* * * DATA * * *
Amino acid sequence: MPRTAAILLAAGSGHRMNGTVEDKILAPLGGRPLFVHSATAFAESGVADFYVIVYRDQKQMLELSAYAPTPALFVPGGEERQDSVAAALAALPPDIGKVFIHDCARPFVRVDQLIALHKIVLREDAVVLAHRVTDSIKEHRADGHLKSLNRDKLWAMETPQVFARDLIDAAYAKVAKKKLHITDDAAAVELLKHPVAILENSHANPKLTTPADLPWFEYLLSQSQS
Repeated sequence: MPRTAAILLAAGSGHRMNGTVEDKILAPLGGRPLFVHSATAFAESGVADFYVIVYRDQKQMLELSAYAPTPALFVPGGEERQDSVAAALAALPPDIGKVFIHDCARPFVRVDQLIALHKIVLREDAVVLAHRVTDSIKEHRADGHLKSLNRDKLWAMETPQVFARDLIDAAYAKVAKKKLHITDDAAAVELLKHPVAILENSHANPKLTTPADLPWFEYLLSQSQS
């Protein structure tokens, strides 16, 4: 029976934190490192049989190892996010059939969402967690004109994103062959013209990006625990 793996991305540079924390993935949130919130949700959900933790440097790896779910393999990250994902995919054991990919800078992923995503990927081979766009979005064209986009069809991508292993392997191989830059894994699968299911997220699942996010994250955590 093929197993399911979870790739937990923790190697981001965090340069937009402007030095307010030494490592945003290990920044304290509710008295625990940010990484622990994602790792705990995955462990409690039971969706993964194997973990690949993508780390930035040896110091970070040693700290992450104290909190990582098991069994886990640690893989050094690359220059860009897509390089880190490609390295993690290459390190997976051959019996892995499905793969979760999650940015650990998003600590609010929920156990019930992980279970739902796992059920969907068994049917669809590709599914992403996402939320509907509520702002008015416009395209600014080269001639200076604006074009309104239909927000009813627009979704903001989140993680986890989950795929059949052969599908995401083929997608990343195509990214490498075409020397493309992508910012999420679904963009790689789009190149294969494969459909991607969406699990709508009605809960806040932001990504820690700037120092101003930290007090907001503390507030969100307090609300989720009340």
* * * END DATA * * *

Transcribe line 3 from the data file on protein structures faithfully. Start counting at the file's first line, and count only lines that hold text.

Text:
């Protein structure tokens, strides 16, 4: 029976934190490192049989190892996010059939969402967690004109994103062959013209990006625990 793996991305540079924390993935949130919130949700959900933790440097790896779910393999990250994902995919054991990919800078992923995503990927081979766009979005064209986009069809991508292993392997191989830059894994699968299911997220699942996010994250955590 093929197993399911979870790739937990923790190697981001965090340069937009402007030095307010030494490592945003290990920044304290509710008295625990940010990484622990994602790792705990995955462990409690039971969706993964194997973990690949993508780390930035040896110091970070040693700290992450104290909190990582098991069994886990640690893989050094690359220059860009897509390089880190490609390295993690290459390190997976051959019996892995499905793969979760999650940015650990998003600590609010929920156990019930992980279970739902796992059920969907068994049917669809590709599914992403996402939320509907509520702002008015416009395209600014080269001639200076604006074009309104239909927000009813627009979704903001989140993680986890989950795929059949052969599908995401083929997608990343195509990214490498075409020397493309992508910012999420679904963009790689789009190149294969494969459909991607969406699990709508009605809960806040932001990504820690700037120092101003930290007090907001503390507030969100307090609300989720009340």